Lando Norris continues his impressive season with a podium in Austria leaving his expensive teammate Daniel Ricciardo scratching his head.

Lando owes much of his success to his father’s deep pockets.

F1 has a trio of billionaire fathers backing their sons to various degrees of success namely Lawrence Stroll, Michael Latifi, and Dmitry Mazepin.

The debate on a father paying for a race seat goes along the lines of is it fair or right that the sons concerned get the drive regardless of talent compared to other drivers who get a drive and financial backing due to talent.

Well, Lando Norris may be bucking the trend.

Lando is a pay driver a fact not often publicised but his millionaire father has coughed up $44m to date to ensure Jnr's racing career.

The good news for Norris and McLaren is the kid has the talent witnessed by multiple karting championships, a F3 championship, and now top ten finishes in F1.

His dad Adam Norris made his fortune as a founder of stockbroking firm Hargreaves Landsdown and is believed to be sitting on a $200m cash pile.

He first got the chequebook out at McLaren through his Horatio Investments fund back in 2017 to secure Lando’s role as test driver.

Lando was upgraded to reserve driver in 2018 before landing the coveted race seat in 2019 in a three-year deal costing Snr $12m a year.

The difference from say Latifi is McLaren knew Lando was potentially the real deal, so it was a win-win for the team.

This year it was announced Lando had signed a three-year deal but not before Norris Snr had got the chequebook out again this time paying $5m a year.

Norris Snr knew McLaren had the upper hand as they could provide a competitive car unlike other teams who would welcome his cash and so he went in for a penny in for $59m.

McLaren again scored a win-win with Norris agreeing to pay the cash-strapped team the three-year cost of $15m upfront.

Lando has always rather naively played down his father’s cash stating, “I don’t really like to talk about it, but compared to Lance Stroll my father is not nearly as wealthy.”

For the Norris family, it's worth spending big bucks matching the talent to a competitive team and avoiding the scenario that is Williams or Haas.

Drivers funding at Williams

At Williams, Nicholas Latifi brings a staggering $30m to the team in the shape of both his father’s money and sponsorship from Royal Bank of Canada and coffee giant Lavazza.

Williams also tap another billionaire, Sylvan Adams who pays $6-7m for his protégé Roy Nissany’s role as test driver.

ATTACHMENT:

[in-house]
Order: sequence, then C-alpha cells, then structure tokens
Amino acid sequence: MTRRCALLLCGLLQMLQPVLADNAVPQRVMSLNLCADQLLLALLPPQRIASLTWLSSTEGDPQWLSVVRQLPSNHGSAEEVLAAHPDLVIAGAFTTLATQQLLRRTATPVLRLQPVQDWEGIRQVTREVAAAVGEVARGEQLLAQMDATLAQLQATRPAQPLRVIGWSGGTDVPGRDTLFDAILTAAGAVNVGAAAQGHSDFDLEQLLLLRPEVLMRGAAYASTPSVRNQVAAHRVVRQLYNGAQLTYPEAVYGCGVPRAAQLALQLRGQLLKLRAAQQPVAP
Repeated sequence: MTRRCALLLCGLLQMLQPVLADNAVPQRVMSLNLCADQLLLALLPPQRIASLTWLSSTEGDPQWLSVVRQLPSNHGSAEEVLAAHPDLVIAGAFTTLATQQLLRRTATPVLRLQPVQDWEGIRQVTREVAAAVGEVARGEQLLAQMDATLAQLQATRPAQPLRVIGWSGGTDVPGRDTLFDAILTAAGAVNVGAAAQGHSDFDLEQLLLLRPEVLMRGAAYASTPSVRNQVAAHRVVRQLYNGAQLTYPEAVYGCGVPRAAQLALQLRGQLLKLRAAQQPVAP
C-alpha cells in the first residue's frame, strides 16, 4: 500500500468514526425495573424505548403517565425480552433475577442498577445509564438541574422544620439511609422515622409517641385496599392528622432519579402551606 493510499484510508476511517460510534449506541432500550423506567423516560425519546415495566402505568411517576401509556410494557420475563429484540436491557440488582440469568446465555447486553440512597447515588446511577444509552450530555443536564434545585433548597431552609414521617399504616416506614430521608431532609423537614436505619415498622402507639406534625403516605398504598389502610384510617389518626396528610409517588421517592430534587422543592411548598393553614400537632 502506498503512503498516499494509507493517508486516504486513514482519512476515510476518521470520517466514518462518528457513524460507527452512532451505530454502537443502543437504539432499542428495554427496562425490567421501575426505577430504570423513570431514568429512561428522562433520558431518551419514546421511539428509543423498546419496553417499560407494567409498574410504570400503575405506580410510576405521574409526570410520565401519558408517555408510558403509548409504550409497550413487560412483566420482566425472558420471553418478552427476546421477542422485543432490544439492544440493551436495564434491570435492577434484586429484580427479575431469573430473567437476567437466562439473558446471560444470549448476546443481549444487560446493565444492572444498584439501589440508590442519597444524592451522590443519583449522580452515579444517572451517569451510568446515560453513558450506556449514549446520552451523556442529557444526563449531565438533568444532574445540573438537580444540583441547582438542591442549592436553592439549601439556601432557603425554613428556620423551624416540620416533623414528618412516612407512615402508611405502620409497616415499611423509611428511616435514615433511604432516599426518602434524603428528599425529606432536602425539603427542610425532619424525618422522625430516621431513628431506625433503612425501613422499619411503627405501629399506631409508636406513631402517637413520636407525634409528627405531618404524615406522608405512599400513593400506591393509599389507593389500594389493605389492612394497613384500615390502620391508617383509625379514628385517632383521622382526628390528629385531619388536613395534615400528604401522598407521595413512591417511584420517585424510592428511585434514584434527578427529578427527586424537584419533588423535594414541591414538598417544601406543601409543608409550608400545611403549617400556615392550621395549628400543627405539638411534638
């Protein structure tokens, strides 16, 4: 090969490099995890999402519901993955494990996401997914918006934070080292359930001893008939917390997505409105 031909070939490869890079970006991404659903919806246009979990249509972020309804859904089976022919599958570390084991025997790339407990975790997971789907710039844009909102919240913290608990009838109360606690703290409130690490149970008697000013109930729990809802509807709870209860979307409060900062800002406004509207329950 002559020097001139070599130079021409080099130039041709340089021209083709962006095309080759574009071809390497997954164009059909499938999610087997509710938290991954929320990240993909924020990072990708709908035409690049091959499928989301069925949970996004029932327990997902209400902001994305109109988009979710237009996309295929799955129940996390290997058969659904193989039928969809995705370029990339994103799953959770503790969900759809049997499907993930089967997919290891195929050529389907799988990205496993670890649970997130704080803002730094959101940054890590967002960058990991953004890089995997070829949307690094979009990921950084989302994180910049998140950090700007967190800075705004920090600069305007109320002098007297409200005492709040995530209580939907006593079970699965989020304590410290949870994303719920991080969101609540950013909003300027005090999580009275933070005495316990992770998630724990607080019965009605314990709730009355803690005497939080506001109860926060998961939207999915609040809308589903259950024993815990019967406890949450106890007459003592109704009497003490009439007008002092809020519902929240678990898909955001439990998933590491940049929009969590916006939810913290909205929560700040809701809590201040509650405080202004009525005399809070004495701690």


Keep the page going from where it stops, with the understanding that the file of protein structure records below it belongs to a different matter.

It does beg the question if George Russell goes to Mercedes will Adams write a bigger cheque to secure the race seat for Nissany in 2022?

Drivers funding at Haas

At Haas, Mazepin Snr is backing Nikita Mazepin by providing Gene Haas with $12m of sponsorship and a ‘contribution’ of $8m in what may be a ‘try before you buy’ deal.

For Mick Schumacher, the German communications company 1&1 pay $12m in sponsorship but with the caveat, Mick gets the drive.

The Schumacher family stump up another $6m.

The reality is Haas bank $18m and Mick gets to trail around at the back of the grid!

Funding of Hamilton?

At the other end of the grid, we have Sir Lewis Hamilton resigning for Mercedes-AMG wearing his ‘loyalty’ t-shirt to match his ‘loyalty’ tattoo.

Lewis did not have a rich father, but Anthony Hamilton held down three jobs and spent every penny he had on his son’s racing career.

So, the F1 world was surprised at the very public falling out in 2010 when Lewis sacked Hamilton Snr as his manager.

Questions were asked of Lewis’s loyalty but as with most events F1-related it was about money.

Lewis lost the bulk of his newly earned millions when Anthony got on the wrong end of a land deal in the Caribbean Island of Grenada waving goodbye to $20m of his son’s money – ouch!

So, the debate will continue on pay drivers which also include drivers who bring sponsorship money to the table, but the crucial difference is for these drivers’ talent was paramount in securing the funding.

Garry Sloan is an author, columnist, and podcaster more details at garrysloan.com

Copyright ©2021 Garry Sloan


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